Math is rooted in history and tradition, but many things and intuitions were thrown away at the turn between the 19th and 20th century that caused what OP laments, which is against the idea of the rootedness of mathematics in history and tradition. Infinitesimals, for example, were thrown away for almost a century, their symbols remained but not their semantics.

    • 2 weeks ago
      Anonymous

      Axioms, definitions, and references are the literal ground all intellectual pursuit stands upon. Axioms for path evaluation, definitions for argument basis, references for supporting findings to evaluate. I chose mathematics purely because from my own life experience I have seen mathematics be reduced from something beautiful to something feared and feel that if mathematics could be given another shot it would be able to demonstrate itself as creative an artform as dance or natural language itself. Of course I would have no idea how to demonstrate this myself, hence the discussion so I can further my interests along these lines.

      >For example, pi is pi because Euclid called it pi.
      Euler* (not Euclid) called many things pi depending on context, including 2pi and pi/2.
      >Euler started using the single-letter form beginning with his 1727 Essay Explaining the Properties of Air, though he used π = 6.28..., the ratio of periphery to radius, in this and some later writing.[110][111] Euler first used π = 3.14... in his 1736 work Mechanica,[112] and continued in his widely-read 1748 work Introductio in analysin infinitorum (he wrote: "for the sake of brevity we will write this number as π; thus π is equal to half the circumference of a circle of radius 1").[113] Because Euler corresponded heavily with other mathematicians in Europe, the use of the Greek letter spread rapidly, and the practice was universally adopted thereafter in the Western world,[103] though the definition still varied between 3.14... and 6.28... as late as 1761.[114]

      Math is rooted in history and tradition, but many things and intuitions were thrown away at the turn between the 19th and 20th century that caused what OP laments, which is against the idea of the rootedness of mathematics in history and tradition. Infinitesimals, for example, were thrown away for almost a century, their symbols remained but not their semantics.

      Interesting. I wonder how much mathematics was developed out of a mathematician's idle or down time? I ask because usually when someone creates/invents they can get lost in the forest of semantics and synonyms and can require differentiating between distributable work and 'ke-boiwannaseeifothersfallforthis' presentation styles.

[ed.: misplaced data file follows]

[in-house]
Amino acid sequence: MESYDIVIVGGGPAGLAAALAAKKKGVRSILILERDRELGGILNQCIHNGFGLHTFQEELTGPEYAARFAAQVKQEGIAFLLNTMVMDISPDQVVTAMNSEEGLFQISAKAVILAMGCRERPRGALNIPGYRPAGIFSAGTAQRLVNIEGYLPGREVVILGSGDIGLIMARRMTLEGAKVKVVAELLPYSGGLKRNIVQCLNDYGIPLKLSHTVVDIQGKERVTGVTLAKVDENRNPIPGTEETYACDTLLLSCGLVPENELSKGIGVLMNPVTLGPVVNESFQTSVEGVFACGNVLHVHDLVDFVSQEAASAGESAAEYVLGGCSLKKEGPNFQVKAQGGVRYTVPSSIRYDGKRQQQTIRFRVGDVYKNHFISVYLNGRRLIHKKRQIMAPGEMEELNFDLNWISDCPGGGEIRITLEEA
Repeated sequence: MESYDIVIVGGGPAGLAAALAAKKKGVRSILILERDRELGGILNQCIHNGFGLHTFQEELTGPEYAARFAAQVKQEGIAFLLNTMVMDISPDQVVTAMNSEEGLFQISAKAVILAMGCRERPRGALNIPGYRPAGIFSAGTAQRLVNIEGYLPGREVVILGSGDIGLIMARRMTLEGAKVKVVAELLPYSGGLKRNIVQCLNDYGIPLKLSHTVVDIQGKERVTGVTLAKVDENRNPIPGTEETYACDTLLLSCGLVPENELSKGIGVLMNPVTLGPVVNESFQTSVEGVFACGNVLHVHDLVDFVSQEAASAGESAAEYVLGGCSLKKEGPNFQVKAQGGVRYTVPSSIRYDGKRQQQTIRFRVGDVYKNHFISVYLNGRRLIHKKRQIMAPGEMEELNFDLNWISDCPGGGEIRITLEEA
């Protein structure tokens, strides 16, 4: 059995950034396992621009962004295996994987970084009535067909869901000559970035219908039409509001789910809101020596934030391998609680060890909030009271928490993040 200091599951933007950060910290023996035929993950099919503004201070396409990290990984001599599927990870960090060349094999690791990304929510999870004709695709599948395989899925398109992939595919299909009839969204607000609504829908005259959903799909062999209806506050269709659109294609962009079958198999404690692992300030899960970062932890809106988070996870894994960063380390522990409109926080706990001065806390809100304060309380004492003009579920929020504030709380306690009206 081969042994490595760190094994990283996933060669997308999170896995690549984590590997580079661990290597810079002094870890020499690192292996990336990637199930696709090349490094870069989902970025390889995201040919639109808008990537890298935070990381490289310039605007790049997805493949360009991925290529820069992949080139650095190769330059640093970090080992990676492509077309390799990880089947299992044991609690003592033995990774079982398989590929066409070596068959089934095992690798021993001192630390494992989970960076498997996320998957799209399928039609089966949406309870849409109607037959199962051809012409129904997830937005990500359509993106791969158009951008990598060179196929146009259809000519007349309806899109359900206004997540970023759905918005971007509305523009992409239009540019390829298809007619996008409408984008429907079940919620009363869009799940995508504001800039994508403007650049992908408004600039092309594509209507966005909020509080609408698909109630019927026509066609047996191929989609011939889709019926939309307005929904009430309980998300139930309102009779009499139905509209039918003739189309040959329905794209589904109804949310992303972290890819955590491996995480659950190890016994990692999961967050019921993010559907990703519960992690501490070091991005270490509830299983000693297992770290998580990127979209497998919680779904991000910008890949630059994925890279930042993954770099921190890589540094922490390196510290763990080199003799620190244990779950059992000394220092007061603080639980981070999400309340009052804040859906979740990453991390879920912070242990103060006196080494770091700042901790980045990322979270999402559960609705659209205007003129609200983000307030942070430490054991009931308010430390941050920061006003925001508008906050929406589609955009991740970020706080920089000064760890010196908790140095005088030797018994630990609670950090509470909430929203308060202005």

> Heuristic formulas I have always been a fan of because in any given case making a wrong guess of any degree aids in the convergence rate of the heuristic reaching its required level approximation or concrete solution.

      Check out Halstead metrics about the “length” and “volume” of computer programs https://search.brave.com/search?q=halsteads%20science%20length%20and%20volume%20&source=ios

      Had a quick read. Rather fascinating. Length & vocabulary seems to be defined as the total & unique count of operators and operands with the volume appearing to be some sort of upper-level log chain.
      Question: Isn't it virtually impossible for a language to be self-contained? As in created by a sole user for a sole user's purpose? Or is that simply the concept of identity at work?

  5. 2 weeks ago
    Anonymous

    maths and physics "nomenclature" is just very inferior compared to biology and chemistry. they use the same symbols for trillion things instead of inventing new ones. in non trivial nomenclatures you can literally draw a very complex molecule from just knowing its name. in maths there are multiple different notations for differentiation, all mean the same thing but are used for different contexts because of arbitrary reasons

    • 2 weeks ago
      Anonymous

      yes, fields that have no purpose other than naming things do tend to have a more robust naming system than fields that are primarily focused on describing the fundamental interactions the things may be involved in

  6. 2 weeks ago
    Hillari22

    I don't understand why they came up with such complex equations in mathematics. Very few people use them. I recently considered limits and continuity, could not stand it and used https://plainmath.net/post-secondary/calculus-and-analysis/differential-calculus/limits-and-continuity for this. They helped me right away very quickly. Just not realistic, very hard for me. The mind just explodes. Basically, something like this....